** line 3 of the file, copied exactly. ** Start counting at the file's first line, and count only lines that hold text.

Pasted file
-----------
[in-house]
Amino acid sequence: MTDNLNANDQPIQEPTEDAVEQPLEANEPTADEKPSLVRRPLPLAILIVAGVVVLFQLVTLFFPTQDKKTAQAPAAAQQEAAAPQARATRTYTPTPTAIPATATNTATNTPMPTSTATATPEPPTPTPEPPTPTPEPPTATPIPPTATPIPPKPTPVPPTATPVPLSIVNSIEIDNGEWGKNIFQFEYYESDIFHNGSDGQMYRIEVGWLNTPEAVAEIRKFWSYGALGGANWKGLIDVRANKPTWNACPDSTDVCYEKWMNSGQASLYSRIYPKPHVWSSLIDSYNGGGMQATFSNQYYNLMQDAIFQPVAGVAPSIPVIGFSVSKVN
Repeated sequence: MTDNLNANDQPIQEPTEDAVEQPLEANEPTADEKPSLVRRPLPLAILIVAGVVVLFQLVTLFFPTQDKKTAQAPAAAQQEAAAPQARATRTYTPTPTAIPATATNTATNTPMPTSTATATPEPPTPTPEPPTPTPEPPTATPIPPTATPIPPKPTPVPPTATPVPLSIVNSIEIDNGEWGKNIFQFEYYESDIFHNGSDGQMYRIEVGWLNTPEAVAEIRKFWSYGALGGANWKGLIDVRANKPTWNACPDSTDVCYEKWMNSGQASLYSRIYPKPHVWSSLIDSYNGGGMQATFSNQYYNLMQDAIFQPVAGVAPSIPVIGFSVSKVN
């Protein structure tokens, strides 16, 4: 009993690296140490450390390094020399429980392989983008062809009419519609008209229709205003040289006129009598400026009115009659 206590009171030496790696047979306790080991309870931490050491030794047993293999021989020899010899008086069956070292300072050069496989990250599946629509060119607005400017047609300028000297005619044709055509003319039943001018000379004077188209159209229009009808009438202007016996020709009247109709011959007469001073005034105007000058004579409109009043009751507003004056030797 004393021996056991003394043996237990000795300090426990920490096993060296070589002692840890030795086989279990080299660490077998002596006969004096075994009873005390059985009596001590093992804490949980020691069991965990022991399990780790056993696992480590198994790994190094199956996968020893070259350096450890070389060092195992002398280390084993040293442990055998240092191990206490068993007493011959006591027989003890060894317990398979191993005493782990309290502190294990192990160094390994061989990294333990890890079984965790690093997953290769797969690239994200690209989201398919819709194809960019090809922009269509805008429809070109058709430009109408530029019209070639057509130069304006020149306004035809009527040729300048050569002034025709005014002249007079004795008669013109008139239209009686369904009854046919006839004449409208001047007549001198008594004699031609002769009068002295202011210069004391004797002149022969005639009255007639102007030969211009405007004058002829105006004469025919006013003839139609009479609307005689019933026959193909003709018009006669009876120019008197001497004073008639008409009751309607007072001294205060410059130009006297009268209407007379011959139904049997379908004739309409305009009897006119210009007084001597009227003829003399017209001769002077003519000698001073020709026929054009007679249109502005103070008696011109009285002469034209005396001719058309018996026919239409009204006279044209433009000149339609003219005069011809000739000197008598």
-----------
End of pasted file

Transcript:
Repeated sequence: MTDNLNANDQPIQEPTEDAVEQPLEANEPTADEKPSLVRRPLPLAILIVAGVVVLFQLVTLFFPTQDKKTAQAPAAAQQEAAAPQARATRTYTPTPTAIPATATNTATNTPMPTSTATATPEPPTPTPEPPTPTPEPPTATPIPPTATPIPPKPTPVPPTATPVPLSIVNSIEIDNGEWGKNIFQFEYYESDIFHNGSDGQMYRIEVGWLNTPEAVAEIRKFWSYGALGGANWKGLIDVRANKPTWNACPDSTDVCYEKWMNSGQASLYSRIYPKPHVWSSLIDSYNGGGMQATFSNQYYNLMQDAIFQPVAGVAPSIPVIGFSVSKVN